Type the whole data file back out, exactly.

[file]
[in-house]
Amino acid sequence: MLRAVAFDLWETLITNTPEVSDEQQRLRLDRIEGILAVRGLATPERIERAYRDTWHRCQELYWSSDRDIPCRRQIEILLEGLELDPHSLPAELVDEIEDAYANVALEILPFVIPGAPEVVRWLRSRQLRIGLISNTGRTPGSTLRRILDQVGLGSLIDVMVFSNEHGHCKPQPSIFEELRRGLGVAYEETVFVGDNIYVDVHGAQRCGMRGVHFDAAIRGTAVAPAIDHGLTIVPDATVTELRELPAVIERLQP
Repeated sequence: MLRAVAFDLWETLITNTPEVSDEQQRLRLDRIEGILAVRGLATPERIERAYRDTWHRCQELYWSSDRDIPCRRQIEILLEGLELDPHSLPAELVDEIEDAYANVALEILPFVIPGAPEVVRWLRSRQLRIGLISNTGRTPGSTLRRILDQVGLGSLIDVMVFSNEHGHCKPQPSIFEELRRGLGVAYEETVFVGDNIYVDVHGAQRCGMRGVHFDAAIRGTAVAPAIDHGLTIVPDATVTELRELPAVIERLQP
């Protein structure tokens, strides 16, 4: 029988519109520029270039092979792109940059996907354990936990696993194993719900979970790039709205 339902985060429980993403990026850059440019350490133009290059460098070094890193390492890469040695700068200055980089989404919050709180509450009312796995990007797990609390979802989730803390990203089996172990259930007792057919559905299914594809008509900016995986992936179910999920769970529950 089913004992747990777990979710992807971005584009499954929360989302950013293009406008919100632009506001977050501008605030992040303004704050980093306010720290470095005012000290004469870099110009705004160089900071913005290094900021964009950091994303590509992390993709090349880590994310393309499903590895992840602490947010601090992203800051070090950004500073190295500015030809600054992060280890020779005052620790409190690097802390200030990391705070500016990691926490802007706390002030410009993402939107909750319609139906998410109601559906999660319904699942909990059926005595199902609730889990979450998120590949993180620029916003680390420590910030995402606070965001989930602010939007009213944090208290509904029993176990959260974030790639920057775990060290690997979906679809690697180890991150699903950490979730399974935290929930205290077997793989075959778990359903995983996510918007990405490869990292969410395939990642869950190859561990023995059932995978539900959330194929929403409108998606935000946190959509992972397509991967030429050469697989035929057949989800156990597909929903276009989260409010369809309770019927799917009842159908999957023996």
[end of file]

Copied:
[in-house]
Amino acid sequence: MLRAVAFDLWETLITNTPEVSDEQQRLRLDRIEGILAVRGLATPERIERAYRDTWHRCQELYWSSDRDIPCRRQIEILLEGLELDPHSLPAELVDEIEDAYANVALEILPFVIPGAPEVVRWLRSRQLRIGLISNTGRTPGSTLRRILDQVGLGSLIDVMVFSNEHGHCKPQPSIFEELRRGLGVAYEETVFVGDNIYVDVHGAQRCGMRGVHFDAAIRGTAVAPAIDHGLTIVPDATVTELRELPAVIERLQP
Repeated sequence: MLRAVAFDLWETLITNTPEVSDEQQRLRLDRIEGILAVRGLATPERIERAYRDTWHRCQELYWSSDRDIPCRRQIEILLEGLELDPHSLPAELVDEIEDAYANVALEILPFVIPGAPEVVRWLRSRQLRIGLISNTGRTPGSTLRRILDQVGLGSLIDVMVFSNEHGHCKPQPSIFEELRRGLGVAYEETVFVGDNIYVDVHGAQRCGMRGVHFDAAIRGTAVAPAIDHGLTIVPDATVTELRELPAVIERLQP
């Protein structure tokens, strides 16, 4: 029988519109520029270039092979792109940059996907354990936990696993194993719900979970790039709205 339902985060429980993403990026850059440019350490133009290059460098070094890193390492890469040695700068200055980089989404919050709180509450009312796995990007797990609390979802989730803390990203089996172990259930007792057919559905299914594809008509900016995986992936179910999920769970529950 089913004992747990777990979710992807971005584009499954929360989302950013293009406008919100632009506001977050501008605030992040303004704050980093306010720290470095005012000290004469870099110009705004160089900071913005290094900021964009950091994303590509992390993709090349880590994310393309499903590895992840602490947010601090992203800051070090950004500073190295500015030809600054992060280890020779005052620790409190690097802390200030990391705070500016990691926490802007706390002030410009993402939107909750319609139906998410109601559906999660319904699942909990059926005595199902609730889990979450998120590949993180620029916003680390420590910030995402606070965001989930602010939007009213944090208290509904029993176990959260974030790639920057775990060290690997979906679809690697180890991150699903950490979730399974935290929930205290077997793989075959778990359903995983996510918007990405490869990292969410395939990642869950190859561990023995059932995978539900959330194929929403409108998606935000946190959509992972397509991967030429050469697989035929057949989800156990597909929903276009989260409010369809309770019927799917009842159908999957023996």